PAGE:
Lamp vs LED power

When visiting Motonet show one day I saw LED light bubs display with following match for LED bulb power to classic light bulb watts (similar idea as in energy saving lamps matches certain watts normal bulb). The power ratings I saw was: 1.3W LED would match 13W normal bulb. And 2W LED would match 20W bulb. And so on.

Sound like about right as general rule of thumb for LED products now. But keep in mind that the efficiency of LED bulbs vary considerably depending on how light bulb is built and what components are used in it (and products will continue to change over years). One example is that a 7W LED bulb (at 560 lumens) can serve as a replacement for a typical 500-lumen 40W incandescent bulb.

I have earlier written about LED car bulbs. A 55w halogen should typically be putting out 500 to over 1000 lumens. A good 3.4w led would be about 250 or less. So something like 3-4 of such LEDs would be needed to the same output as 55w halogen gives out.

The Great Internet Light Bulb Book says about light bulb lumens:
In a 120 volt, 100 watt “standard” bulb with a rated light output of 1750 lumens, the efficiency is 17.5 lumens per watt. This compares poorly to an “ideal” of 242.5 lumens per watt for one idealized type of white light, or 683 lumens per watt ideally for the yellowish-green wavelength of light that the human eye is most sensitive to.

Most household incandescent bulbs have efficiencies from 8 to 21 lumens per watt. The reason for this poor efficiency is the fact that tungsten filaments radiate mostly infrared radiation at any temperature that they can withstand. Higher efficiencies near 35 lumens per watt are only achieved with photographic and projection lamps with very high filament temperatures and short lifetimes of a few hours to around 40 hours.

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  10. Tomi Engdahl says:

    The LED: incandescent light bulb heir apparent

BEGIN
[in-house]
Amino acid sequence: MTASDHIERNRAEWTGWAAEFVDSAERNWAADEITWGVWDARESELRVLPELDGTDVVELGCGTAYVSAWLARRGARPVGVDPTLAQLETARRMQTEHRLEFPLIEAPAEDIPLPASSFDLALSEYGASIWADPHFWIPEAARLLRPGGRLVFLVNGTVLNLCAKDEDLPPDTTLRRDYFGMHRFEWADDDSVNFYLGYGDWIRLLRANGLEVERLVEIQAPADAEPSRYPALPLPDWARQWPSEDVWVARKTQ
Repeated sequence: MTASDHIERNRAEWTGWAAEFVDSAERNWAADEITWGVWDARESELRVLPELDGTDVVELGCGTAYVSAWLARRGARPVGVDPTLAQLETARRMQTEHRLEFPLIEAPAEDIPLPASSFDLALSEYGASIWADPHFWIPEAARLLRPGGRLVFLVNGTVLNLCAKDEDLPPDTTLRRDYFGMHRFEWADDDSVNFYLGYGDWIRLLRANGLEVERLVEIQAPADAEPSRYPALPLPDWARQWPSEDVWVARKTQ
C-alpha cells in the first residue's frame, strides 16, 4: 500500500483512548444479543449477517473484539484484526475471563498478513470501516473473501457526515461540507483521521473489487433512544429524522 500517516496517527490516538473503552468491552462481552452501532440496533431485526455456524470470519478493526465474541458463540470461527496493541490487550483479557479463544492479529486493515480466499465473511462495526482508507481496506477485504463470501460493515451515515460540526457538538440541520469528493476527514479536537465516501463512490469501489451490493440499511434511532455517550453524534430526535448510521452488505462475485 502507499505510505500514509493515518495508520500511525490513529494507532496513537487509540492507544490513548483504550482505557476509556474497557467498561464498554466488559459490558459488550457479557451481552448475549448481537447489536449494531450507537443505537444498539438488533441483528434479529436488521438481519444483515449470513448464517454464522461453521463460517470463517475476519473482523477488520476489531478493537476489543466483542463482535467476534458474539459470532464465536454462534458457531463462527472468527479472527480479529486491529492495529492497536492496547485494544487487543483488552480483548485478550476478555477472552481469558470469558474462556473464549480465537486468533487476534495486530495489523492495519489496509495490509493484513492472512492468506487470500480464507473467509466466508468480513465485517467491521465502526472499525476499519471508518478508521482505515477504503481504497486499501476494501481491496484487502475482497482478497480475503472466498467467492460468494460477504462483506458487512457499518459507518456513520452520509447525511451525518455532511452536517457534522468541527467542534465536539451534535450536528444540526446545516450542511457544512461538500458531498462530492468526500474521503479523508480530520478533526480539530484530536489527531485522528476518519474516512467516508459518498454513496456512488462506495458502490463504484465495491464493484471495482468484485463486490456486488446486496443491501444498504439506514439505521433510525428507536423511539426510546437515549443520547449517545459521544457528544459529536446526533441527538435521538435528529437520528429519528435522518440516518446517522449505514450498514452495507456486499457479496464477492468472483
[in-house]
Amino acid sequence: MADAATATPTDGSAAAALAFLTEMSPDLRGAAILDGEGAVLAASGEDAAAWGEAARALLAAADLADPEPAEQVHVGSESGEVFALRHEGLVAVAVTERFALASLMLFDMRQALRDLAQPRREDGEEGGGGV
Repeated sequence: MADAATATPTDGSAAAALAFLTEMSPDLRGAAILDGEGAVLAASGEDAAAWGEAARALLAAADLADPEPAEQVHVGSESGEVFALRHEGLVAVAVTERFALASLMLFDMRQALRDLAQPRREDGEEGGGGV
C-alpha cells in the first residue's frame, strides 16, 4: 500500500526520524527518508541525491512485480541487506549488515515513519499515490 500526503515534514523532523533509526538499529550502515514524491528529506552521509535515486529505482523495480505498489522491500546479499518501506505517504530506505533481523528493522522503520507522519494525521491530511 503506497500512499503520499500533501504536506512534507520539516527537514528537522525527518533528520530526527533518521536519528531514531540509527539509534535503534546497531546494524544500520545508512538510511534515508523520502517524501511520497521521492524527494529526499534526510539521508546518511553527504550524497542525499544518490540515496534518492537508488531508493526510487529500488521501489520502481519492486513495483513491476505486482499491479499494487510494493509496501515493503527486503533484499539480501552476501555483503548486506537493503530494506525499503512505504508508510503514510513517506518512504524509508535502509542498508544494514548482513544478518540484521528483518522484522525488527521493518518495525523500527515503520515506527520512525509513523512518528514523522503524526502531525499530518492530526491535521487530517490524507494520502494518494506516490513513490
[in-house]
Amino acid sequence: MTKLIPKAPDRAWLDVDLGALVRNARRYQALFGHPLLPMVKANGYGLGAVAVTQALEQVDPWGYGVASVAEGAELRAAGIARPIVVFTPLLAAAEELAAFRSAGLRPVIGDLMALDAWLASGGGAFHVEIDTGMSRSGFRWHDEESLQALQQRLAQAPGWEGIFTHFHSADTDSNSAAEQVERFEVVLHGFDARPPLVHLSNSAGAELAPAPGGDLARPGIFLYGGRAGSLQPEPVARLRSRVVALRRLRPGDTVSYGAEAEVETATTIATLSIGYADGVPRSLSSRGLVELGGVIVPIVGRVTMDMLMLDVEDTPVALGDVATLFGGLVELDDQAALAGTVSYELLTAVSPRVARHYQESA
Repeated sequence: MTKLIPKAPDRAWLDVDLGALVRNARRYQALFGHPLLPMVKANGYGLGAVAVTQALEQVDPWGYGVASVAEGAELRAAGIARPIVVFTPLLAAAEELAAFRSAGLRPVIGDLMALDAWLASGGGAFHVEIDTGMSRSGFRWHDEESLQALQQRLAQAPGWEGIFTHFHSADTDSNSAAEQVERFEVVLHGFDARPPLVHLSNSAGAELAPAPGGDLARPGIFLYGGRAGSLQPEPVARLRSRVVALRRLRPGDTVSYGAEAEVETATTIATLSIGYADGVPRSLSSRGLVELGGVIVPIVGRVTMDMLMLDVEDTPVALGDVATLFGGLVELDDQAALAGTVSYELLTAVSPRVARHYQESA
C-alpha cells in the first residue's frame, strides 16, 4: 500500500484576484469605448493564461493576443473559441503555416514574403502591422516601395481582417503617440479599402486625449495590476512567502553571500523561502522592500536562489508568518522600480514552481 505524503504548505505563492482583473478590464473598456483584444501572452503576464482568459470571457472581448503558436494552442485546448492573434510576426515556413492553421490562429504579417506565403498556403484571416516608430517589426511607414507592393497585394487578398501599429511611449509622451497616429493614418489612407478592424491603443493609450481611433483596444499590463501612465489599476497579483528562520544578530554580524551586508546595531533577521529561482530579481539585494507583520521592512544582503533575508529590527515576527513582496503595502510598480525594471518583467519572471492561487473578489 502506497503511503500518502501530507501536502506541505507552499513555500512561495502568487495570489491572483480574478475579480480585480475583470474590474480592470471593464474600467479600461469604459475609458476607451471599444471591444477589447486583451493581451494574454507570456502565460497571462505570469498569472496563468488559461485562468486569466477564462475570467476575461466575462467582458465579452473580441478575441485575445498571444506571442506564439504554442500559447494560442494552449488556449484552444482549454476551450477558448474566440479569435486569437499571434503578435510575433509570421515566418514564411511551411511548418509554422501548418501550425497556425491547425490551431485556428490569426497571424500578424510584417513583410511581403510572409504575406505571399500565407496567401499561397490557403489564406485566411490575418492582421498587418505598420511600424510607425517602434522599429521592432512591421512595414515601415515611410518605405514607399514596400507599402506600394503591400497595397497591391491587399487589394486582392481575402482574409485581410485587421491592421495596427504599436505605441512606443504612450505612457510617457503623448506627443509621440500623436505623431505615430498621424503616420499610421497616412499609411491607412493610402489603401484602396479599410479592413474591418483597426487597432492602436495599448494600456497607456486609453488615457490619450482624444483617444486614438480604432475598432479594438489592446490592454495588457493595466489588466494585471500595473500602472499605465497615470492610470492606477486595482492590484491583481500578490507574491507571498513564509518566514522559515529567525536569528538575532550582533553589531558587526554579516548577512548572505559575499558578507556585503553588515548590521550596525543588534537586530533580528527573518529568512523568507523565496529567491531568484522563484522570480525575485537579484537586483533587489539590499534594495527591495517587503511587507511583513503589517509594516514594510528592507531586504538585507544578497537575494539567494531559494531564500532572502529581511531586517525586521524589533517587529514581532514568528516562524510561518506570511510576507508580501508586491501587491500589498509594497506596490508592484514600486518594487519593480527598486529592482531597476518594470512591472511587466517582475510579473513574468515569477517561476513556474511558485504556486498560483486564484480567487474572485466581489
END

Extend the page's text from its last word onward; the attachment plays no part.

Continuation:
http://www.edn.com/electronics-blogs/brians-brain/4441540/The-LED–incandescent-light-bulb-heir-apparent?_mc=NL_EDN_EDT_EDN_consumerelectronics_20160309&cid=NL_EDN_EDT_EDN_consumerelectronics_20160309&elqTrackId=40761581586346b9a51a900fb724d034&elq=435b35b9d62546759201b438adfd6f2c&elqaid=31218&elqat=1&elqCampaignId=27293

    Much ink (cyber and physical alike) has been published over the years, both in EDN and elsewhere, regarding the relative merits and shortcomings of various supposed successors to the venerable incandescent light bulb. CFLs (compact fluorescent light bulbs) were initially seen by the “green” crowd (which, to be clear, counts yours truly among its members) as the most likely candidate, thanks to their touted higher efficiency and longer lifetime versus incandescent precursors. But they haven’t particularly panned out, in my opinion.

    So why am I dissing CFLs so badly now, versus at any point in the past or future? It’s because shortly before I began writing this missive, General Electric announced that it was phasing out the production of CFLs (see additional coverage in Engadget, Gizmodo, and The Verge). Instead, the company will focus its ongoing development and manufacturing attention on what it sees as their successor, the LED. “But Brian,” you might be saying, “LEDs are pricey, too!” You’re right, but the prices have dramatically dropped in recent times, to the point where they’re now at or below CFL alternatives, with further decreases to come.

    And this is key: I’ll suggest that consumers’ existing experience with other LED-based devices leads them to believe that, unlike fluorescent-based lights, LED light bulbs will tend to last “forever,” thereby more effectively rationalizing the prices paid for them. Admittedly, the base-based circuitry is still heat-sensitive, and overall construction quality varies from one manufacturer to another. But as a general rule, I think you get my point. And in other respects, such as color temperature, form factor flexibility, turn-on time, and the like, LEDs are at least the equal of incandescent forebears, if not the superior approach.

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